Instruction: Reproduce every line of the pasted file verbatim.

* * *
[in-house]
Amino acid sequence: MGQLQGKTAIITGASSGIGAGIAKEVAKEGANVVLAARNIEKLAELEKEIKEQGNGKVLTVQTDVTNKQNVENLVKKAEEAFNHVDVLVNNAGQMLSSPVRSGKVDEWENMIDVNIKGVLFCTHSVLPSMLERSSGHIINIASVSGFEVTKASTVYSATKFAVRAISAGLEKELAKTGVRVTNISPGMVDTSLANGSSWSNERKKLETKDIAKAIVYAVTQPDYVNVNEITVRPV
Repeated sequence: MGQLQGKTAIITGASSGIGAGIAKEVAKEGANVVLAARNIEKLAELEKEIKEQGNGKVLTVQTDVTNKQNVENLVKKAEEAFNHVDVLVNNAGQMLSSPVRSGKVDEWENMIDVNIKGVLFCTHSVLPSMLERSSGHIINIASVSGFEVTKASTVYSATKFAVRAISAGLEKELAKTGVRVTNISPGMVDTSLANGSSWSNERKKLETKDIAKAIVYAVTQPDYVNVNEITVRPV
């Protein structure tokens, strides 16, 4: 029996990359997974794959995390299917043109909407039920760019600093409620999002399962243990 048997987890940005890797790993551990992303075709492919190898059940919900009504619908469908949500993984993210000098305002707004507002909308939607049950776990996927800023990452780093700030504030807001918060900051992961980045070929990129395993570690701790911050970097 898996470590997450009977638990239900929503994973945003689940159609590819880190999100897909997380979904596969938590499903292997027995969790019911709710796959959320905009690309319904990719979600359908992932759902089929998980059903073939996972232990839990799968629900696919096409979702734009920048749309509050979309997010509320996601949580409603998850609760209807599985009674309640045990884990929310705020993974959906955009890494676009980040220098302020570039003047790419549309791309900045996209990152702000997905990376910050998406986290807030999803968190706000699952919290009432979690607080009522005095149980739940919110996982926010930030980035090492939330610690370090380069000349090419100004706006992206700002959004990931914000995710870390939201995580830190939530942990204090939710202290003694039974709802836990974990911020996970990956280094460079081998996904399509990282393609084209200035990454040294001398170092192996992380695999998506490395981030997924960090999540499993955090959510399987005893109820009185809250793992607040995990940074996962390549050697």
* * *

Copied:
[in-house]
Amino acid sequence: MGQLQGKTAIITGASSGIGAGIAKEVAKEGANVVLAARNIEKLAELEKEIKEQGNGKVLTVQTDVTNKQNVENLVKKAEEAFNHVDVLVNNAGQMLSSPVRSGKVDEWENMIDVNIKGVLFCTHSVLPSMLERSSGHIINIASVSGFEVTKASTVYSATKFAVRAISAGLEKELAKTGVRVTNISPGMVDTSLANGSSWSNERKKLETKDIAKAIVYAVTQPDYVNVNEITVRPV
Repeated sequence: MGQLQGKTAIITGASSGIGAGIAKEVAKEGANVVLAARNIEKLAELEKEIKEQGNGKVLTVQTDVTNKQNVENLVKKAEEAFNHVDVLVNNAGQMLSSPVRSGKVDEWENMIDVNIKGVLFCTHSVLPSMLERSSGHIINIASVSGFEVTKASTVYSATKFAVRAISAGLEKELAKTGVRVTNISPGMVDTSLANGSSWSNERKKLETKDIAKAIVYAVTQPDYVNVNEITVRPV
């Protein structure tokens, strides 16, 4: 029996990359997974794959995390299917043109909407039920760019600093409620999002399962243990 048997987890940005890797790993551990992303075709492919190898059940919900009504619908469908949500993984993210000098305002707004507002909308939607049950776990996927800023990452780093700030504030807001918060900051992961980045070929990129395993570690701790911050970097 898996470590997450009977638990239900929503994973945003689940159609590819880190999100897909997380979904596969938590499903292997027995969790019911709710796959959320905009690309319904990719979600359908992932759902089929998980059903073939996972232990839990799968629900696919096409979702734009920048749309509050979309997010509320996601949580409603998850609760209807599985009674309640045990884990929310705020993974959906955009890494676009980040220098302020570039003047790419549309791309900045996209990152702000997905990376910050998406986290807030999803968190706000699952919290009432979690607080009522005095149980739940919110996982926010930030980035090492939330610690370090380069000349090419100004706006992206700002959004990931914000995710870390939201995580830190939530942990204090939710202290003694039974709802836990974990911020996970990956280094460079081998996904399509990282393609084209200035990454040294001398170092192996992380695999998506490395981030997924960090999540499993955090959510399987005893109820009185809250793992607040995990940074996962390549050697």